Anvwar Asian to wrap up deal
Anvwar Asian Investments, an Oman-based investment company, will conclude its deal to acquire 35 per cent stake in a South African mining project within weeks from Ferrum Crescent.
The Omani firm will pay $10 million for the stake and another $3.5 million for meeting its share of feasibility study for the mega mining/pelletisation project.
Anvwar Asian Investments and an Australian iron ore developer, Ferrum Crescent, are jointly planning to develop an integrated iron ore mine along with a large pelletising plant in South Africa.
Both the parties have signed a letter of intent (LoI) few months ago to acquire the stake by the Omani firm. “We are looking into finalising the structure now. Also, high priority is attached to get the feasibility study team together,” said Robert Hair, managing director of Ferrum Crescent.
The $1.5 billion mining venture — Ferrum Iron Ore — has granted mining right over three farms covering 53 square kilometres. Ferrum Iron Ore will be 62 per cent owned by Ferrum Crescent, 35 per cent by Anvwar Asian Investment and three per cent by Ga Seleka.
The project concept is based on mining, crushing and separating at the Moonlight mining area, to produce concentrate, which will be pumped by slurry pipeline to Thambazimbi, some 220km away.
Hair also noted that once the feasibility study is complete, the promoters will try to finalise financial closure for the project, which will be in the ratio of 40 per cent equity and 60 per cent debt. The whole project is expected to complete by 2018. The area has around 308 million tonnes of iron ore deposits.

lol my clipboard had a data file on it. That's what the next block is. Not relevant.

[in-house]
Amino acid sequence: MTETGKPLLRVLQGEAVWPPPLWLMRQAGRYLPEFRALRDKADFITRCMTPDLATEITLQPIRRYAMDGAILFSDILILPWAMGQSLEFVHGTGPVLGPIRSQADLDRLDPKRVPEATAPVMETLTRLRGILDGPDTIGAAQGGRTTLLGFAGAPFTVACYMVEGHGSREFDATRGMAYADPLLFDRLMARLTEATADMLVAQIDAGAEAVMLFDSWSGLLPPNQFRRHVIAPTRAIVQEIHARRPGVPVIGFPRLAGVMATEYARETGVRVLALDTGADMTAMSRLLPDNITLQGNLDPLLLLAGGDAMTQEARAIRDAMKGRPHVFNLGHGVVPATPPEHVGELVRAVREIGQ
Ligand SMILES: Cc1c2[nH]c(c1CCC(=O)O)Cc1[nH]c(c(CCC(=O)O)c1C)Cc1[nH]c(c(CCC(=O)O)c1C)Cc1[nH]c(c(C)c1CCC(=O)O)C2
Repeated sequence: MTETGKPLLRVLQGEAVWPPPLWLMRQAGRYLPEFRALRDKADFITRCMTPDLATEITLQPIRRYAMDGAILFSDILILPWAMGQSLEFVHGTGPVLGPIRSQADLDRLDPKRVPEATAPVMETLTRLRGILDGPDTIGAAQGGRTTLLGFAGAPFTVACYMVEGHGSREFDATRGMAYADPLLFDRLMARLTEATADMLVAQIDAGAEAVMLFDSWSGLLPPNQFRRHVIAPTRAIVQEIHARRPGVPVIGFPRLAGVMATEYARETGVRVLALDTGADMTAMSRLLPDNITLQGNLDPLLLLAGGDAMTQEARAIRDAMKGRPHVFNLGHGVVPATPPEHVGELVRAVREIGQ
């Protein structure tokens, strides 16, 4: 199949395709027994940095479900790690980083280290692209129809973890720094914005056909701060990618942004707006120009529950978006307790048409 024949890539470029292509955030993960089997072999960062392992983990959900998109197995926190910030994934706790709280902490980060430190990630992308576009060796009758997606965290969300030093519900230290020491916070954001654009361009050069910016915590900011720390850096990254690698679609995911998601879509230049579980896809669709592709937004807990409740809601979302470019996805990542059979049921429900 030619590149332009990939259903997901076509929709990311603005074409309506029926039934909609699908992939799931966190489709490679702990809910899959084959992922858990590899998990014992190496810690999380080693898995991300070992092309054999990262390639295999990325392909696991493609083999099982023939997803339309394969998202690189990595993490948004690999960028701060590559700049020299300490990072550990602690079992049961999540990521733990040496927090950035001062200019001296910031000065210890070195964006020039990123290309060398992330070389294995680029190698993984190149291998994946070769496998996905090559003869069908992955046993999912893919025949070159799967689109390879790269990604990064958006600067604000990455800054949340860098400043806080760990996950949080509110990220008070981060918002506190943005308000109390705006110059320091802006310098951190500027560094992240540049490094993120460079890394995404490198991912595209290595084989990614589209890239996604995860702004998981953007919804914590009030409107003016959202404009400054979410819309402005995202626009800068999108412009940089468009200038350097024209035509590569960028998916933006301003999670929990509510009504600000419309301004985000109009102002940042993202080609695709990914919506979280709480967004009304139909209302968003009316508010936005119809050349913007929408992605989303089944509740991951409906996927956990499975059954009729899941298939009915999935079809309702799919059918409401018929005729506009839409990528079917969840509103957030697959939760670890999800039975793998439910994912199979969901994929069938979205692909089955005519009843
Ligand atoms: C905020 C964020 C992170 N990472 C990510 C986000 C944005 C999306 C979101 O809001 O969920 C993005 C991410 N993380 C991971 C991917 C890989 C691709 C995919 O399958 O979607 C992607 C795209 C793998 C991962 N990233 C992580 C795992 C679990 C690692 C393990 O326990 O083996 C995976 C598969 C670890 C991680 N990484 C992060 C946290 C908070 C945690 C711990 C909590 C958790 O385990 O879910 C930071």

The company plans to manufacture six million tonnes of iron pellets per annum at Thambazimbi, with most of the product to be transported some 900km by rail to Richards Bayfor for exporting to overseas markets, especially to steel producers using electric arc furnaces and requiring direct reduction grade pellets. Some product may be sold to local steel producers within South Africa.
Klaus Borowski, director of Ferrum Crescent, said that there is a potential to set up a steel cluster in Oman, once the pelletising project in South Africa ensures pellets for a steel project in the Sultanate.
Hair and Borowski were in Muscat recently to discuss with their Omani partner. “The idea is to set up a steel cluster in Oman with the plan to produce 2.5 million tonnes of finished steel per annum using iron pellets from South Africa,” added Borowski. The Omani steel project can easily export finished products to India as well, which is a great advantage, he added.
Anvwar Al Balushi, chairman of Anvwar Asian Investment Group, said iron and steel are in demand in the entire Gulf region due to implementation of several major infrastructure projects.
“This demand will sustain for another ten to fifteen years,” he said, adding; “The demand for steel is seen not only from Oman, but from the entire region, including Dubai and Qatar.”